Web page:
WASHINGTON, D. C. — The U.S. Senate on Tuesday approved Ohio’s Steve Dettelbach to head the U.S. Bureau of Alcohol, Tobacco, Firearms and Explosives, marking the first time since 2015 that the federal firearms law enforcement agency has had a Senate-confirmed leader.
Republicans Rob Portman of Ohio and Susan Collins of Maine joined Democrats in voting to confirm Dettelbach, a former U.S. Attorney for the Northern District of Ohio who was the Democratic party’s nominee for Ohio Attorney General in 2018.
“I can think of no better way to support law enforcement and to keep Americans safe from violent crime than for the Senate to confirm Steve Dettelbach as ATF director,” U.S. Sen. Sherrod Brown, an Ohio Democrat, said before the 48- 46 vote.
Several senators from both parties missed the vote. Some have been diagnosed with coronavirus.
Dettelbach’s confirmation comes in the wake of a U.S. Supreme Court ruling that expanded gun rights by determining that Americans have a right to carry firearms in public for self defense. A new Ohio law allows people to carry a concealed firearm without needing a license, training, or a background check, even as the nation has endured a series of mass shootings. Brown said police were able to quickly find the gunman who killed seven people at a July 4 parade in Highland Park, Illinois because of help from ATF.
Brown said the nomination has broad support across the ideological spectrum, including law enforcement groups, such as the National Sheriffs’ Association, the International Association of Chiefs of Police and the Federal Law Enforcement Officers Association. In addition, Brown said 140 former federal prosecutors, eight former ATF directors, faith organizations, and civil rights groups like the Urban League and the Leadership Conference on Civil Rights also supported Dettelbach’s nomination. The administration also released Ohio endorsements for Dettelbach.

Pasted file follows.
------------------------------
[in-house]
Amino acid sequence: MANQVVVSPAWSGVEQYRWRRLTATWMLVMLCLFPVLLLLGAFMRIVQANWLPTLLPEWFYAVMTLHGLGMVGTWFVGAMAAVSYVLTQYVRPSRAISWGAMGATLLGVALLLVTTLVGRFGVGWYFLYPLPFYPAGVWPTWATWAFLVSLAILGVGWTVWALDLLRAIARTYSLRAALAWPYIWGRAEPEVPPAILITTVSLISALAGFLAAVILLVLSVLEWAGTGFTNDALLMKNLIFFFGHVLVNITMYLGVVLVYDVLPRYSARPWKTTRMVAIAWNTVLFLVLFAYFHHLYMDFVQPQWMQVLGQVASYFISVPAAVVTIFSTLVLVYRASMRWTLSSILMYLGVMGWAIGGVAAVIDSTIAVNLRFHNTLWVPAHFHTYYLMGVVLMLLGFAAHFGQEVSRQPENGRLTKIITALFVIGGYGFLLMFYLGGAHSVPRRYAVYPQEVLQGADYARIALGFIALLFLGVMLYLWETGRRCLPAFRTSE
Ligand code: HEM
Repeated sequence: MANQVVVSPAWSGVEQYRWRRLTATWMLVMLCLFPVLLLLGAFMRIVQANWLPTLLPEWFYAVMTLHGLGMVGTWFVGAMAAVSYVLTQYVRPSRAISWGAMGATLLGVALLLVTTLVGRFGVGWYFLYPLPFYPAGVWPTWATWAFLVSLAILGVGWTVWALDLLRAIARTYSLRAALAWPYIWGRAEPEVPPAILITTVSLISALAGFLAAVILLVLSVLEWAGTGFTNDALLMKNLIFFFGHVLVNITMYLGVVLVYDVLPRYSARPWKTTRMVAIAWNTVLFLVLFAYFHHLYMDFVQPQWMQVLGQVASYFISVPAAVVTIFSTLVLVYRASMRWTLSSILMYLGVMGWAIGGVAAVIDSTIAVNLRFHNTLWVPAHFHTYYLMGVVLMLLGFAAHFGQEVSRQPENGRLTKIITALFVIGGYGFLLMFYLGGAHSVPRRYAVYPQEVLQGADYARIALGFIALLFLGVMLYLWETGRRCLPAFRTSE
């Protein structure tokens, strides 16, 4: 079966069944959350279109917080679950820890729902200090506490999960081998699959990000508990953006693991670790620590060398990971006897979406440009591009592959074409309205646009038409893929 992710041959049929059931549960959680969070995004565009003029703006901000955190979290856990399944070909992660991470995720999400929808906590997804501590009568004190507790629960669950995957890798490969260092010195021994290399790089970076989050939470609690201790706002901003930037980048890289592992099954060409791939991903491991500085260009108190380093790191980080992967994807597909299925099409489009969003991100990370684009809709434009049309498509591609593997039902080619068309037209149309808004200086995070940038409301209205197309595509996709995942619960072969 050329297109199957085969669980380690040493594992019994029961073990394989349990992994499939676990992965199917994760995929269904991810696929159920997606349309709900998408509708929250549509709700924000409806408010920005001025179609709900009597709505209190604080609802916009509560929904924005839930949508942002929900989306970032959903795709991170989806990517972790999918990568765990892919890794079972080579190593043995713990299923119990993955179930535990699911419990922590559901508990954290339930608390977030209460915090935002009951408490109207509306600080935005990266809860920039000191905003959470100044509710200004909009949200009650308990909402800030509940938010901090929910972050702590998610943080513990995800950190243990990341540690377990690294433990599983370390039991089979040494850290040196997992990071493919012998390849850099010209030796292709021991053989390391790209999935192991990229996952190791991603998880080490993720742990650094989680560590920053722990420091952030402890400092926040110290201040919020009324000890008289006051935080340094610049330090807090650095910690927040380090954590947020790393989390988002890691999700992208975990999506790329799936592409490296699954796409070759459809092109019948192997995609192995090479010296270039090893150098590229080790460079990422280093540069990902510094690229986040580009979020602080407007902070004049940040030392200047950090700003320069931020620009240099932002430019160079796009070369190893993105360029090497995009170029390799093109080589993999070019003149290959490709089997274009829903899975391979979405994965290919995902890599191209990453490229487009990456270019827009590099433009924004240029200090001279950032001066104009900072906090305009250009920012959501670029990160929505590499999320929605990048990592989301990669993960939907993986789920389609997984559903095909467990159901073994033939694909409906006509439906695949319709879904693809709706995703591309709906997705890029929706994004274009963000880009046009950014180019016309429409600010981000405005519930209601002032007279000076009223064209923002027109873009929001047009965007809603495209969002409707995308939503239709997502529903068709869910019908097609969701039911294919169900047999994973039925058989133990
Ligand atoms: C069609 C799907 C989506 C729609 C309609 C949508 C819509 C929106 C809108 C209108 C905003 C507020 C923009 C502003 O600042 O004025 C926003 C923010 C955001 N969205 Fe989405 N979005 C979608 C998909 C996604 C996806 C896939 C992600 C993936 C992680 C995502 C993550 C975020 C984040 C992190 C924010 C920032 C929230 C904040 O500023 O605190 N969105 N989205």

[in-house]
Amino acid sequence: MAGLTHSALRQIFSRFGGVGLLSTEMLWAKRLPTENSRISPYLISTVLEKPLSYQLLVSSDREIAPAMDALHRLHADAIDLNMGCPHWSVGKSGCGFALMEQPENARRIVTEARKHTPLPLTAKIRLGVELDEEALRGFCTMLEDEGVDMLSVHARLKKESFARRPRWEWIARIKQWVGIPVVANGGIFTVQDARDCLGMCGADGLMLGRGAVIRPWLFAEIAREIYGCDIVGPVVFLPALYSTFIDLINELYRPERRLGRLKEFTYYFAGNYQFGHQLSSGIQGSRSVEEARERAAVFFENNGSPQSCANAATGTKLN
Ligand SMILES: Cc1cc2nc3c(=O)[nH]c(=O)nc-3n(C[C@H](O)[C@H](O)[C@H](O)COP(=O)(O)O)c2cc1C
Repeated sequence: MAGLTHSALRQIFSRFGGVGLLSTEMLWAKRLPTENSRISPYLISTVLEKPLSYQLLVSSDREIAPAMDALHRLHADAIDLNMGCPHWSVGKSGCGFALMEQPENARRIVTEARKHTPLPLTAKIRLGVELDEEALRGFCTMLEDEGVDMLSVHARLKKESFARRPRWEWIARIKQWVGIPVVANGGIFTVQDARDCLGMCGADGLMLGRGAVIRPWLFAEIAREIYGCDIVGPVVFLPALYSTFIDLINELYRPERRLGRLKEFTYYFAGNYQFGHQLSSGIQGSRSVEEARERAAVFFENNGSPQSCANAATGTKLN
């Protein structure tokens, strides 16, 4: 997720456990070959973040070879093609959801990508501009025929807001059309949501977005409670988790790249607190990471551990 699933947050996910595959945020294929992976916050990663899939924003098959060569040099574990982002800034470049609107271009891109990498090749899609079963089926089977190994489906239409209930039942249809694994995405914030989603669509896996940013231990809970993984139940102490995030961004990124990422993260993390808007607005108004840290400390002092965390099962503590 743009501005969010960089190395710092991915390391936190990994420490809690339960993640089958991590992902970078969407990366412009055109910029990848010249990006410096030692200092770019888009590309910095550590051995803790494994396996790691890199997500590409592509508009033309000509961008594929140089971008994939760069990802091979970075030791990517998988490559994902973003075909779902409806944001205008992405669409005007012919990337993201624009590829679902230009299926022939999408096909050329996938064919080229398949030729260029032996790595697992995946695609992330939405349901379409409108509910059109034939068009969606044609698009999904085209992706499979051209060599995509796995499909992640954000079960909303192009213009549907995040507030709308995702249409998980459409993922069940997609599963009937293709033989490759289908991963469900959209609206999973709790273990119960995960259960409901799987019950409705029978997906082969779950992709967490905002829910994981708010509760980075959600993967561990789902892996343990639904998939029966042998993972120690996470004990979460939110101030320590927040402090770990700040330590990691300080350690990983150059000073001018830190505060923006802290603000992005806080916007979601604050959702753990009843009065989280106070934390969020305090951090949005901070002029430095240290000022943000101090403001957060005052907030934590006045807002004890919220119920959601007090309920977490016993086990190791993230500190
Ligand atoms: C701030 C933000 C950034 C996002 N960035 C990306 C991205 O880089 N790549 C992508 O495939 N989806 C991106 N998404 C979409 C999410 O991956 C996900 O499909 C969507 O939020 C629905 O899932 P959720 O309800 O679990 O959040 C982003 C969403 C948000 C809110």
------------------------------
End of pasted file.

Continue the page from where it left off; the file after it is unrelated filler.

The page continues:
Dettelbach spent over two decades as a Justice Department prosecutor before becoming U.S. Attorney during Barack Obama’s presidency. During his May 25 confirmation hearing, he pledged to enforce the gun laws passed by Congress and vowed to “never let politics in any way influence my action as ATF director.”
“We face many threats to public safety, both new and old,” Dettelbach told the committee. “Violent crime is increasing. Firearms violence and mass shootings are increasing. Hate crimes and religious violence are increasing, as is violent extremism … I vow if I’m given the privilege of serving as director, to partner with others to advance the cause of public safety and to approach that task, especially here now, with an open heart with open ears and always with an open mind.”
ATF has had only one confirmed director since 2006 when Senate confirmation became required for the post, as the job has become a lightning rod in the debate over gun control and gun-owners rights. Biden initially selected former ATF agent and gun control advocate David Chipman to head ATF but withdrew the nomination amid opposition from gun rights groups.
Gun rights groups opposed Dettelbach’s nomination, too, with NRA’s Institute for Legislative Action describing him as “a failed anti-gun politician.” A group of 15 Republican attorneys general signed a letter that predicted Dettelbach “would likely continue or even accelerate the ATF’s attempts to restrict Americans’ rights and erode constitutional restraints on federal power.”
Gun control groups supported his nomination.
“A strong, Senate-confirmed ATF director is a critical part of the Biden-Harris Administration’s comprehensive effort to go after violent white supremacists and rogue gun dealers alike,” said a statement from Shannon Watts, founder of Moms Demand Action. “Steve Dettelbach will lead the ATF’s law enforcement agents and investigators to make sure our gun laws are enforced to the fullest extent, and our grassroots volunteers urge the Senate to swiftly advance his nomination.”